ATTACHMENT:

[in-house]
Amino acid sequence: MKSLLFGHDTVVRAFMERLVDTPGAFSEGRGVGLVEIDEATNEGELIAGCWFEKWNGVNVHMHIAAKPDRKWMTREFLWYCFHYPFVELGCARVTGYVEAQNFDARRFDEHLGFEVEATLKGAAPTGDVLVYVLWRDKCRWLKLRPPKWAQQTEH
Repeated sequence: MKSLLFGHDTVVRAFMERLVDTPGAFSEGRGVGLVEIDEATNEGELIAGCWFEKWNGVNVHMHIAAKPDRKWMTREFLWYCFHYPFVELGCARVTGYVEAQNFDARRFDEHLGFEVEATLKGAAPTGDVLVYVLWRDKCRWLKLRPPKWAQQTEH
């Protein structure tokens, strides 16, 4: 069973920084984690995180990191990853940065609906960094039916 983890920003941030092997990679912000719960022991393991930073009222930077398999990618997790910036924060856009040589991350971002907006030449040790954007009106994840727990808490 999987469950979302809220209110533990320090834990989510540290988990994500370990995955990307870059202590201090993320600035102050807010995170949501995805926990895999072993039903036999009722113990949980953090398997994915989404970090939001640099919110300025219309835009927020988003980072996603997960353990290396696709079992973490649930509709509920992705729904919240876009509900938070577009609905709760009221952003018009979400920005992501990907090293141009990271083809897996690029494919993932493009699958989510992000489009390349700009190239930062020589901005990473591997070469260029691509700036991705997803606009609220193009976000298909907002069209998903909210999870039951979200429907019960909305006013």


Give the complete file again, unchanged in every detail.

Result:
[in-house]
Amino acid sequence: MKSLLFGHDTVVRAFMERLVDTPGAFSEGRGVGLVEIDEATNEGELIAGCWFEKWNGVNVHMHIAAKPDRKWMTREFLWYCFHYPFVELGCARVTGYVEAQNFDARRFDEHLGFEVEATLKGAAPTGDVLVYVLWRDKCRWLKLRPPKWAQQTEH
Repeated sequence: MKSLLFGHDTVVRAFMERLVDTPGAFSEGRGVGLVEIDEATNEGELIAGCWFEKWNGVNVHMHIAAKPDRKWMTREFLWYCFHYPFVELGCARVTGYVEAQNFDARRFDEHLGFEVEATLKGAAPTGDVLVYVLWRDKCRWLKLRPPKWAQQTEH
């Protein structure tokens, strides 16, 4: 069973920084984690995180990191990853940065609906960094039916 983890920003941030092997990679912000719960022991393991930073009222930077398999990618997790910036924060856009040589991350971002907006030449040790954007009106994840727990808490 999987469950979302809220209110533990320090834990989510540290988990994500370990995955990307870059202590201090993320600035102050807010995170949501995805926990895999072993039903036999009722113990949980953090398997994915989404970090939001640099919110300025219309835009927020988003980072996603997960353990290396696709079992973490649930509709509920992705729904919240876009509900938070577009609905709760009221952003018009979400920005992501990907090293141009990271083809897996690029494919993932493009699958989510992000489009390349700009190239930062020589901005990473591997070469260029691509700036991705997803606009609220193009976000298909907002069209998903909210999870039951979200429907019960909305006013």